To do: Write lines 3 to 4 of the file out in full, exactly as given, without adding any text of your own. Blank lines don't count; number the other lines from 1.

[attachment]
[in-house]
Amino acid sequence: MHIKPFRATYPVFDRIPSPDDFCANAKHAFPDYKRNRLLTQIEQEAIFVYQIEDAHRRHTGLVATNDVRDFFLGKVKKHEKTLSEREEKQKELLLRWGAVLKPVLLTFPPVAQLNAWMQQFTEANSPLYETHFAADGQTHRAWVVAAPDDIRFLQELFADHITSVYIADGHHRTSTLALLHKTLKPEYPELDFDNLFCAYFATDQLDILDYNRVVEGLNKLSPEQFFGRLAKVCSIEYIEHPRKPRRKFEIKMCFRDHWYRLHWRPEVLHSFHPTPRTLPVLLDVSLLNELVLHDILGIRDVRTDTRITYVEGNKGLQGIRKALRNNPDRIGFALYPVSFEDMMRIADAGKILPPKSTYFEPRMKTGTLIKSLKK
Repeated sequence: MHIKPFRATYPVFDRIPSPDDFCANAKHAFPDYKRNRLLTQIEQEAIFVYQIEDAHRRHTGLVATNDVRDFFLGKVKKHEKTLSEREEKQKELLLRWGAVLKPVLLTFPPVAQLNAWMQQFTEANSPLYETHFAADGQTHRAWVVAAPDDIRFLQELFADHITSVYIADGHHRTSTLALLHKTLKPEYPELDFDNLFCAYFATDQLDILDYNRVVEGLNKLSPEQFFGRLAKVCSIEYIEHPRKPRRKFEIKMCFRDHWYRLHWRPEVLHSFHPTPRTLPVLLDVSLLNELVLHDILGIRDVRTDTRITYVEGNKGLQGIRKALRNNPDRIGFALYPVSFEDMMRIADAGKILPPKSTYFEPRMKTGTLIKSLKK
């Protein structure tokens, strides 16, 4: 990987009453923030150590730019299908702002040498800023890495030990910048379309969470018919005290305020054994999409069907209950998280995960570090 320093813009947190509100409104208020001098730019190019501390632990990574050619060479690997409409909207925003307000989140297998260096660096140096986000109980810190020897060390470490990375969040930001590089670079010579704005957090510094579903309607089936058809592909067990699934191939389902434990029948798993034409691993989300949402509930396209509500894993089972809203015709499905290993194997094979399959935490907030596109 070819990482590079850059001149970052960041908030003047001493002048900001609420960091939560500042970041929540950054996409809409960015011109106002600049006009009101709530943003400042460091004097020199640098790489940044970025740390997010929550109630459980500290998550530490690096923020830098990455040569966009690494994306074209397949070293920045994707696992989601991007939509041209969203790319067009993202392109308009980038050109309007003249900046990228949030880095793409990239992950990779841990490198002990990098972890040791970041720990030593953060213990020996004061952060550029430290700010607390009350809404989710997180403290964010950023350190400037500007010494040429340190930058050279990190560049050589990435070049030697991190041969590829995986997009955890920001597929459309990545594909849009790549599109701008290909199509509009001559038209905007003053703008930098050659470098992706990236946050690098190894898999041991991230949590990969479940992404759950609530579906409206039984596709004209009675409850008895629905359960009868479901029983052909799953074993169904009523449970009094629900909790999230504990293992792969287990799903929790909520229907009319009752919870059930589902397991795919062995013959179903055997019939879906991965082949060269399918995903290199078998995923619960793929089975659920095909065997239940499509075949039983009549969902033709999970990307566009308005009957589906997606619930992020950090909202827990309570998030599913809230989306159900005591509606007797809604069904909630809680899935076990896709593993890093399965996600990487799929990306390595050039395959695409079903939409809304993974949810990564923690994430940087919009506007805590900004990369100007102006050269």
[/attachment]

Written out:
Repeated sequence: MHIKPFRATYPVFDRIPSPDDFCANAKHAFPDYKRNRLLTQIEQEAIFVYQIEDAHRRHTGLVATNDVRDFFLGKVKKHEKTLSEREEKQKELLLRWGAVLKPVLLTFPPVAQLNAWMQQFTEANSPLYETHFAADGQTHRAWVVAAPDDIRFLQELFADHITSVYIADGHHRTSTLALLHKTLKPEYPELDFDNLFCAYFATDQLDILDYNRVVEGLNKLSPEQFFGRLAKVCSIEYIEHPRKPRRKFEIKMCFRDHWYRLHWRPEVLHSFHPTPRTLPVLLDVSLLNELVLHDILGIRDVRTDTRITYVEGNKGLQGIRKALRNNPDRIGFALYPVSFEDMMRIADAGKILPPKSTYFEPRMKTGTLIKSLKK
């Protein structure tokens, strides 16, 4: 990987009453923030150590730019299908702002040498800023890495030990910048379309969470018919005290305020054994999409069907209950998280995960570090 320093813009947190509100409104208020001098730019190019501390632990990574050619060479690997409409909207925003307000989140297998260096660096140096986000109980810190020897060390470490990375969040930001590089670079010579704005957090510094579903309607089936058809592909067990699934191939389902434990029948798993034409691993989300949402509930396209509500894993089972809203015709499905290993194997094979399959935490907030596109 070819990482590079850059001149970052960041908030003047001493002048900001609420960091939560500042970041929540950054996409809409960015011109106002600049006009009101709530943003400042460091004097020199640098790489940044970025740390997010929550109630459980500290998550530490690096923020830098990455040569966009690494994306074209397949070293920045994707696992989601991007939509041209969203790319067009993202392109308009980038050109309007003249900046990228949030880095793409990239992950990779841990490198002990990098972890040791970041720990030593953060213990020996004061952060550029430290700010607390009350809404989710997180403290964010950023350190400037500007010494040429340190930058050279990190560049050589990435070049030697991190041969590829995986997009955890920001597929459309990545594909849009790549599109701008290909199509509009001559038209905007003053703008930098050659470098992706990236946050690098190894898999041991991230949590990969479940992404759950609530579906409206039984596709004209009675409850008895629905359960009868479901029983052909799953074993169904009523449970009094629900909790999230504990293992792969287990799903929790909520229907009319009752919870059930589902397991795919062995013959179903055997019939879906991965082949060269399918995903290199078998995923619960793929089975659920095909065997239940499509075949039983009549969902033709999970990307566009308005009957589906997606619930992020950090909202827990309570998030599913809230989306159900005591509606007797809604069904909630809680899935076990896709593993890093399965996600990487799929990306390595050039395959695409079903939409809304993974949810990564923690994430940087919009506007805590900004990369100007102006050269």